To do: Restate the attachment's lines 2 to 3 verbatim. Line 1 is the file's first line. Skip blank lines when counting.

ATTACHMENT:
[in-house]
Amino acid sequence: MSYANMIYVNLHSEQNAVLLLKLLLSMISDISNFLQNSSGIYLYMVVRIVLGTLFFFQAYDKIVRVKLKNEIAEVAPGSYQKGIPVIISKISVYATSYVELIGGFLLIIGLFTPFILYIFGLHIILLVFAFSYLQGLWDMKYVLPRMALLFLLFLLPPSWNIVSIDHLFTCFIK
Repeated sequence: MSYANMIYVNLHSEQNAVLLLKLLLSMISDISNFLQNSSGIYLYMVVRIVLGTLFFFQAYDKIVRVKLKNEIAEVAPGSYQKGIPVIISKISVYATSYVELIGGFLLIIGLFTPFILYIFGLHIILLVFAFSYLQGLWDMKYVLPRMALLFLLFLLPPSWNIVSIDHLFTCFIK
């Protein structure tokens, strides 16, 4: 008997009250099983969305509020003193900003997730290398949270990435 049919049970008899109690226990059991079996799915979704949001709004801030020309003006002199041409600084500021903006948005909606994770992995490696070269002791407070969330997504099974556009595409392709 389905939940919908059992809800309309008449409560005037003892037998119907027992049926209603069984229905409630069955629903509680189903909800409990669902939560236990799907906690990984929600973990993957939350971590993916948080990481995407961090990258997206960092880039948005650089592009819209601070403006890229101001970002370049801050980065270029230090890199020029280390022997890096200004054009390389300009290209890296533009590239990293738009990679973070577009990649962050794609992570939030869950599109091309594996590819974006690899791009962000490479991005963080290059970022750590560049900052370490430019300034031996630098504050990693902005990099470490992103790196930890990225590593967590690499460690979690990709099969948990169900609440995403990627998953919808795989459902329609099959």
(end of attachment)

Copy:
Amino acid sequence: MSYANMIYVNLHSEQNAVLLLKLLLSMISDISNFLQNSSGIYLYMVVRIVLGTLFFFQAYDKIVRVKLKNEIAEVAPGSYQKGIPVIISKISVYATSYVELIGGFLLIIGLFTPFILYIFGLHIILLVFAFSYLQGLWDMKYVLPRMALLFLLFLLPPSWNIVSIDHLFTCFIK
Repeated sequence: MSYANMIYVNLHSEQNAVLLLKLLLSMISDISNFLQNSSGIYLYMVVRIVLGTLFFFQAYDKIVRVKLKNEIAEVAPGSYQKGIPVIISKISVYATSYVELIGGFLLIIGLFTPFILYIFGLHIILLVFAFSYLQGLWDMKYVLPRMALLFLLFLLPPSWNIVSIDHLFTCFIK